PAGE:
At The Reiff Law Firm, Pennsylvanians, the news media, legislators from an array of states, and others have come to rely on our experience and guidance when assessing amusement park, fair, and carnival accidents. In fact, our attorneys and investigators have been called upon for insight and perspective by the media for years regarding the state of amusement park regulation. For instance, following the hayride accident that killed one and injured more than 20 riders in late 2014, our injury lawyers were featured in the national press and Philadelphia personal injury attorney Jeffrey Reiff worked with the Maine legislature on hay ride and ride-safety regulation.
The week of August 7th, 2016, unfortunately, produced three serious amusement park accidents over the course of four days. Over the weekend, lawyers and investigators from our office offered insight and analysis regarding the tragic fatal accident that occurred on Schlitterbahn’s Verrückt water slide and the young boy who fell from the Rollo Coaster located at Pennsylvania’s Idlewild Amusement Park.
Attorney Jeffrey Reiff Notes that Verrückt Water Slide has been Plagued by Problems Since its Developmental Stage
In a recent article on kansascity.com addressing the development of Schlitterbahn’s Verrückt waterslide, The Reiff Law Firm personal injury attorney Jeffrey Reiff was asked to provide his insight into the conditions that led to the 10-year-old boy’s decapitation.
Mr. Reiff stated that he has suspected problems with the ride since its opening day. However, speaking even more broadly, Mr. Reiff states that experience has resulted in his belief that water slides and their current design processes have inherent safety flaws. In fact, this general presumption was readily illustrated on this water slide during its testing phase. The designers of the water slide had used roller coaster derived models to design the slide. But, when the slide was tested, crash dummy sandbags were being launched into the air. After this behavior was detected, half the slide was torn down and rebuilt at a cost of more than $1 million.
However, additional problems have lingered due to the inherent nature of a water slide ride. Consider that with a roller-coaster, the car is the vehicle and engineers have greater control over its safety. Roller coaster cars run on rails and will not take a slightly different path down the course each time. Furthermore, the presence of up-stops, wheels that are placed under the rails, ensures that the car does not come off of the track. Water slides are inherently a different type of ride where each and every trip down the slide will vary – potentially significantly — and furthermore, fewer safety features are available.
In this instance, The Verrückt, posed a heightened risk because it is an unprecedented slide design that put so many variables into play on a soaring, high-speed dash over water. While the height of the slide remains constant, this is the tallest water slide in the world meaning that few other slides even approach the forces that are present on Verrückt. Furthermore, engineers and ride designers were forced to contend with riders of varying weights and weight distribution on every trip down the slide, rafts of varying inflation levels, and the need for “advanced sensor and nozzle technology” that gave rise to concerns regarding consistent water pressure on the slide. Finally, due to the slide’s open nature and great height, the wind could also play a key role in influencing rides down the slide. Mr. Reiff concludes in the article that on a ride like Verrückt “You have a lot of uncontrolled variables that require constant supervision. Lots of things can go wrong. … When you’re going at those speeds, anything going wrong becomes catastrophic.”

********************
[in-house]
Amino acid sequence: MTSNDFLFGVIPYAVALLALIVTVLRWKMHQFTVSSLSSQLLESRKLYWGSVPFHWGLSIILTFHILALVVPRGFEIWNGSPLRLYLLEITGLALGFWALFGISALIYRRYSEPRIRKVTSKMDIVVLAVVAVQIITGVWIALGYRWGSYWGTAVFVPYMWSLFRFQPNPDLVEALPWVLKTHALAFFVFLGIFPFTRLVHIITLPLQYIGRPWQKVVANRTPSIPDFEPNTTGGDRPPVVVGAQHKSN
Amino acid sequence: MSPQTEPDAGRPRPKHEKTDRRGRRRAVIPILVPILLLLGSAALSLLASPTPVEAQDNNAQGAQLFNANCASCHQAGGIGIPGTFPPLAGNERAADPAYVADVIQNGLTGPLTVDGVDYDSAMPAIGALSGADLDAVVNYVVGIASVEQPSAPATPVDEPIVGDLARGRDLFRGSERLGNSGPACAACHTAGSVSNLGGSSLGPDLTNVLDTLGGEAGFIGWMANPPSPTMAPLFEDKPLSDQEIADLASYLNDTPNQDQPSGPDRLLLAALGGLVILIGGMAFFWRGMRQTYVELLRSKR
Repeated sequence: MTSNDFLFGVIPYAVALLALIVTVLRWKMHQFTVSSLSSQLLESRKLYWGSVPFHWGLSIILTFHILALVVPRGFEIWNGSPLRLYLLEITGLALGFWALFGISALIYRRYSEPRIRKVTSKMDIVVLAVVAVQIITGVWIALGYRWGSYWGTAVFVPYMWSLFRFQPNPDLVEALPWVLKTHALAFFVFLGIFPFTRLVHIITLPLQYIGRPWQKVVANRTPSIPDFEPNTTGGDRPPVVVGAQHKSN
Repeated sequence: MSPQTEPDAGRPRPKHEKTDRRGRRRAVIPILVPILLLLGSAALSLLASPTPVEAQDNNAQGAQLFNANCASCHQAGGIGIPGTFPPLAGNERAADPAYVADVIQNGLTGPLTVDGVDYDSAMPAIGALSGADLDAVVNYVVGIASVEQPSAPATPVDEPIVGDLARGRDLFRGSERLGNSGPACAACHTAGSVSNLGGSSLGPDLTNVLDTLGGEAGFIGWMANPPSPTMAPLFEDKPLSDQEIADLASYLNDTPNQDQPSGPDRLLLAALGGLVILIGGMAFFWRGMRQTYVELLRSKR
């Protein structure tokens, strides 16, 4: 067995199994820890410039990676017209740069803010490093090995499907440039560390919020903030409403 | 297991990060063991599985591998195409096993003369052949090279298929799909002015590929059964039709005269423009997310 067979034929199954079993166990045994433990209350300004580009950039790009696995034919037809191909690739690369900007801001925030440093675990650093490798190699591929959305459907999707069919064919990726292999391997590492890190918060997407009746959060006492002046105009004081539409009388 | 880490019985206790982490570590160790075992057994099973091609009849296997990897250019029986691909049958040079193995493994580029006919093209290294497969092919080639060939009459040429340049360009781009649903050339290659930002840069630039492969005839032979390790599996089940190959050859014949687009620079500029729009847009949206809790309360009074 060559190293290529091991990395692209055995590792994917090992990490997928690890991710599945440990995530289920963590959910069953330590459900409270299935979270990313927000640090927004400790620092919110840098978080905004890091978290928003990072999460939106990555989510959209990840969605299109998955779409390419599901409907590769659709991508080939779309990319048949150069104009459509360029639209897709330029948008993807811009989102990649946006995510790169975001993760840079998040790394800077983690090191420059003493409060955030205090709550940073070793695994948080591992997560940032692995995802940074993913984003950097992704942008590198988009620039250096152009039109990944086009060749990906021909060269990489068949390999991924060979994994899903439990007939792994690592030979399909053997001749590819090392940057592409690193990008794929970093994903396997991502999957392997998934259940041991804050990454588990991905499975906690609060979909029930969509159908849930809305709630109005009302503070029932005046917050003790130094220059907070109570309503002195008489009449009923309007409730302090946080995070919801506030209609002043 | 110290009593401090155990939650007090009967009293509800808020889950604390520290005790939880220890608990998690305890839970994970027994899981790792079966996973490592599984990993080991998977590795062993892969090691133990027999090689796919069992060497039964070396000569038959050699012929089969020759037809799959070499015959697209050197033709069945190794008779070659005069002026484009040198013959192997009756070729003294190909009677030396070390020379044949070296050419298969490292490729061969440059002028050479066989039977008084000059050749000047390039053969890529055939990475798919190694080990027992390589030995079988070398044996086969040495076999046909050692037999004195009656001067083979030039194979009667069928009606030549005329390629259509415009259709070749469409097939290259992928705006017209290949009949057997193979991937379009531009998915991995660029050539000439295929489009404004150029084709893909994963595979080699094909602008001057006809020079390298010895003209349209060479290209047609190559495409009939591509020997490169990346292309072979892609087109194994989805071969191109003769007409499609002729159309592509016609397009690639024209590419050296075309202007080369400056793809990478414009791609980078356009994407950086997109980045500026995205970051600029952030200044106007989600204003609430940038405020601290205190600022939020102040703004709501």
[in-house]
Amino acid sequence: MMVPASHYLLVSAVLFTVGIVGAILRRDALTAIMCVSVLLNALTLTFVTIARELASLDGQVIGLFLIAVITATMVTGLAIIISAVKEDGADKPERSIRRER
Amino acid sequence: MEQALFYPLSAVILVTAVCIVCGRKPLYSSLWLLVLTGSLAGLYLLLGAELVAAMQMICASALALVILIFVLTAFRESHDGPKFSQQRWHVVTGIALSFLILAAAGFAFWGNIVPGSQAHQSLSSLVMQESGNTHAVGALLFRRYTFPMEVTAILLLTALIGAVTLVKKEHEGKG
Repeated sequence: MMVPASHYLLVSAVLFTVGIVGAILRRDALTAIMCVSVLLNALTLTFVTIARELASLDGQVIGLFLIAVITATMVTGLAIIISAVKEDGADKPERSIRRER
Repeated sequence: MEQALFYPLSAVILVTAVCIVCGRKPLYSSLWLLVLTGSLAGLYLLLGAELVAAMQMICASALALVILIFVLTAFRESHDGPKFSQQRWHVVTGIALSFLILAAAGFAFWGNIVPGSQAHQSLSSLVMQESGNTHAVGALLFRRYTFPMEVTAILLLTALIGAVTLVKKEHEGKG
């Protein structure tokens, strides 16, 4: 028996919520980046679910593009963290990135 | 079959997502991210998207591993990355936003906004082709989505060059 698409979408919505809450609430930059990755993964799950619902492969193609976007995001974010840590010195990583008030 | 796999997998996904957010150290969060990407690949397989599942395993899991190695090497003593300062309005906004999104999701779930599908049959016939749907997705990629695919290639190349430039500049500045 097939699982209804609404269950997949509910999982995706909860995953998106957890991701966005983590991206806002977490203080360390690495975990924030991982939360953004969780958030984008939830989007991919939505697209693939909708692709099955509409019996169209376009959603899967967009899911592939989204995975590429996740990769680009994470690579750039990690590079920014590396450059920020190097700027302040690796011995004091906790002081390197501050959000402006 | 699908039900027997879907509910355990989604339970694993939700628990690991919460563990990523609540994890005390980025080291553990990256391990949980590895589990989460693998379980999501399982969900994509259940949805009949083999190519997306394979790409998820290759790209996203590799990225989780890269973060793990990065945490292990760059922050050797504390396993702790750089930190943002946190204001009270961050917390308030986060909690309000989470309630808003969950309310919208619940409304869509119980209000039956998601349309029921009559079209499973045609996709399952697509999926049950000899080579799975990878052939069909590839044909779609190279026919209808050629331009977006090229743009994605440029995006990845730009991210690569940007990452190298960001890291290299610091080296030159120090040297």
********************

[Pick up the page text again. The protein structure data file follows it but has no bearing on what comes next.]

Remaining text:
Safety Advocates Question Why Two Young Children Were Permitted to Ride Rollo Coaster Alone
Unfortunately, the fatal accident at the Kansas City water slide was but one of the three serious ride accidents that occurred last week. A young three-year-old boy suffered a serious traumatic brain injury after falling from a roller coaster in Pennsylvania at Idlewild Park & SoakZone. Many observers and safety advocates have expressed surprise or horror at the fact that, apparently against park and ride policies, the young three-year-old boy was allowed to ride without an adult present. Ride policies stipulate that riders must be at least 48 inches to ride alone or 36 inches to ride with an adult.
Justin Reiff, who oversees investigations for The Reiff Law Firm, was interviewed by Tribune Live for insight into the circumstances and factors that may have contributed to this roller coaster accident. Justin Reiff states that, in many cases, the young, seasonal employees who often work as ride operators are often to blame for failures to follow park and/or ride rules and guidelines.
Justin Reiff states that, “[Ride operators are] given a book and told, ‘Make sure you read it.’ What happens is they are not familiar with what they should be looking for. They’re not measuring. It’s hot (outside).” Reiff elaborated that “The attendant’s been putting people on the ride. He’s let someone too small on the ride like 100 times before, and then something happens.”
Reiff said safety advocates have found that small children can panic once such rides pick up speed. He says that the young kids will get scared and then, “…They move around, looking for a parent.” “They are all over [the seat], and the parks never take that into consideration.” Young children behave differently from adults or even teenagers and these differences must be taken into account before a small child is allowed on a ride of any type without a parent or guardian. If you were injured due to a roller-coaster, contact our Pennsylvania amusement park accident lawyers today.